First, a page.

Bond MLK Speech
It is disgraceful that the Maroon criticized the University for hosting Julian Bond as a keynote speaker for MLK, Jr. Day due to controversial denunciations of some modern-day Americans, including the President. “[O]ne has to wonder if [Bond’s] divisive political commentary serves as the ideal message from a University-endorsed speaker.” The editorial summarized two “flippant” remarks made by Bond, both regarding Hurricane Katrina.
The editorial referred to students feeling “alienated and maligned” as well as “disenfranchised” by Bond’s appearance. “Disenfranchise” means to deprive someone of the right to vote; perhaps these students were channeling the feelings of blacks unable to vote before the struggle led by courageous people such as King, Medgar Evers, and other brave Americans whose “controversial” statements certainly made many respectable white people feel “alienated and maligned.” Identifying and criticizing racism in America has always been controversial, though many of us too young to remember the Civil Rights movement fail to realize it.
We must recognize that MLK, Jr. confronted contemporary problems. For most of his life, King was a very divisive figure—and many did not forgive him even after his death. His birthday did not become a holiday for more than 10 years after it was initially proposed, with politicians as prominent as Jesse Helms and Ronald Reagan opposing it (though Reagan eventually supported it).
Julian Bond is not simply a “controversial” speaker brought to campus. David Horowitz, among others, certainly fit that description, and was invited by a campus group rather than the University itself. But Bond’s message is in the true spirit of King, and to choose someone less “controversial” than a King confidant for the celebration of King’s birthday would be the height of irony and a true sign that we prefer a more genteel King than the one history inconveniently left us.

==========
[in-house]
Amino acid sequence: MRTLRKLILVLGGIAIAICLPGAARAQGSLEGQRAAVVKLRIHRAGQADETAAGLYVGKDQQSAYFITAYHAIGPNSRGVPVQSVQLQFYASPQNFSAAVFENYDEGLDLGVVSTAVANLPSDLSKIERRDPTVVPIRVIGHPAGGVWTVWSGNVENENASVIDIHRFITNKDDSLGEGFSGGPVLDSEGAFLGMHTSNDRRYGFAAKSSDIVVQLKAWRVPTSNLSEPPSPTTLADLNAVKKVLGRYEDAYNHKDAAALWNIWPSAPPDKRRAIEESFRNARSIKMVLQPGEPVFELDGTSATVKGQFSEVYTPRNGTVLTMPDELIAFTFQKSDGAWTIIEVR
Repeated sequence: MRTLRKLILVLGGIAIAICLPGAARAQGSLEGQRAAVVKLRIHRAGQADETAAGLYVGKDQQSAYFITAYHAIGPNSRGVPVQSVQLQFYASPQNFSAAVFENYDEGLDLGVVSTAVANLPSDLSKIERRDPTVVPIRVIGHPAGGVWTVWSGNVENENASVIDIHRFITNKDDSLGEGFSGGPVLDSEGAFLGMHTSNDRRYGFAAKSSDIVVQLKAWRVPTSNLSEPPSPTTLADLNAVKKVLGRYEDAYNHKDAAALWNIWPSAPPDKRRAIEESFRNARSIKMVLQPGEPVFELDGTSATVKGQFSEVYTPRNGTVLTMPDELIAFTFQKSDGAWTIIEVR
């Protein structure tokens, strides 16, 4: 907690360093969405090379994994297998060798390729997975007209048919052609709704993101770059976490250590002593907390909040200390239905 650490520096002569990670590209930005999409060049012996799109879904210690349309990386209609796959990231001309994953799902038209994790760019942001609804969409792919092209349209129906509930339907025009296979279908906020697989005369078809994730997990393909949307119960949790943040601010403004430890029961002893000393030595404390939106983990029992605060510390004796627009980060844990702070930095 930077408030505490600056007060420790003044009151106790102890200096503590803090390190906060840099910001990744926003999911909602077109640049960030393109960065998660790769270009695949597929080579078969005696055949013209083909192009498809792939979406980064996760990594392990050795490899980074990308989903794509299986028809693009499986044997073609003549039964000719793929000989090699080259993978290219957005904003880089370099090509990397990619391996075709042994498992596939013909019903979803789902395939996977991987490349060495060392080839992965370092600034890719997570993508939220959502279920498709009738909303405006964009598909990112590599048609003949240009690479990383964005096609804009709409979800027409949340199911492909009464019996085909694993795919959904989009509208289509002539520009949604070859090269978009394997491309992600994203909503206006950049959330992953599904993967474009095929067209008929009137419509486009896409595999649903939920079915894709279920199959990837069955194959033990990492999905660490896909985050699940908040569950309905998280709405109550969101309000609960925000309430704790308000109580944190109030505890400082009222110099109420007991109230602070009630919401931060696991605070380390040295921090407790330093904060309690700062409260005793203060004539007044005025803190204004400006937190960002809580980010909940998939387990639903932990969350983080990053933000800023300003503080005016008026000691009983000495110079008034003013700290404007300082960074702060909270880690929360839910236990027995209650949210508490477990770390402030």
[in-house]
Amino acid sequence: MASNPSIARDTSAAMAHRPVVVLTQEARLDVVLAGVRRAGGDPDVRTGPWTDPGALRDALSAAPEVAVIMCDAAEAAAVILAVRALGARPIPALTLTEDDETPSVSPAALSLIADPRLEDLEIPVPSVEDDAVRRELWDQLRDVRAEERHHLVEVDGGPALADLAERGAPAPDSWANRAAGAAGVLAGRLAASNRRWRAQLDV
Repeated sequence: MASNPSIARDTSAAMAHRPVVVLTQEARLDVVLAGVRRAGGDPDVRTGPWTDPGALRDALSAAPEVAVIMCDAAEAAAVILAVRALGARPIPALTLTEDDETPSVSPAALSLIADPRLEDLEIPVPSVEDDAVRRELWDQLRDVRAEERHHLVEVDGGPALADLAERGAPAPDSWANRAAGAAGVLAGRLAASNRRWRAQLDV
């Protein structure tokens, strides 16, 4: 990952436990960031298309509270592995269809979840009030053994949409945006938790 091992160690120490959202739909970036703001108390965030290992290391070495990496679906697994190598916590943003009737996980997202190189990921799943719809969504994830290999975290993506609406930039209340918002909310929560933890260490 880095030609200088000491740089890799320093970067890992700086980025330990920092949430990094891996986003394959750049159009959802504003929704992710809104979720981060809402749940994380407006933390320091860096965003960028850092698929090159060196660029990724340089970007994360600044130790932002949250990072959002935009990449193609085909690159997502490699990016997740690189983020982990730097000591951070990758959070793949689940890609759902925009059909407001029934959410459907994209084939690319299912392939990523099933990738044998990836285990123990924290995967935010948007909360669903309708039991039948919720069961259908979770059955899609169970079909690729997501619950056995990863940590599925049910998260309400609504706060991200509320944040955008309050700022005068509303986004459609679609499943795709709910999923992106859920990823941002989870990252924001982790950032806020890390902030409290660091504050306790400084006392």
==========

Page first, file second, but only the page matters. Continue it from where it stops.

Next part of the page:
The University should be applauded for rejecting the mediocrity of many MLK celebrations that sanitize the King experience and message. Martin Luther King, Jr.’s birthday should not be a time for tempering critiques of racism and discrimination in America today so that privileged students at an elite university can feel good about themselves.
Student in the College
Red Cross Policy
I read with great interest the article “Donor Policy Should Put Safety First” (1/23/07).
While I don’t wish to challenge the facts that Dr. Moran presents, I believe he omitted certain facts (perhaps out of mere ignorance or perhaps just because he hasn’t thought about it; I don’t wish to accuse him of malice) that might shed a different light on the situation.
First, of course it would be bad for HIV–infected blood to enter the U.S. blood supply; this is why blood is screened for HIV after donation. Given that blood is tested for HIV anyway, it seems less sensible to be so concerned about prohibiting gay men from donating blood.
Further, the criteria ban donations from all gay men, no matter how reasonable their conduct, while allowing donations from heterosexual men, no matter how outrageous their conduct. A heterosexual man can have sex with a dozen prostitutes, but if he isn’t known to be ill, then the Red Cross guidelines say he’s clear to donate in one year (without requiring that he be tested for diseases in that time), while a gay man who has been celibate for 30 years and has repeatedly tested HIV–negative is still banned.
By treating gay men as pariahs no matter how reasonably they may be expected to be healthy, while accepting heterosexual men even if they exhibit behavior known to be unhealthy, the criteria are not serving the health of the public but are instead preventing donations by healthy, willing volunteers due to arbitrary policy—that sure sounds like discrimination to me.
Thomas M. Farrell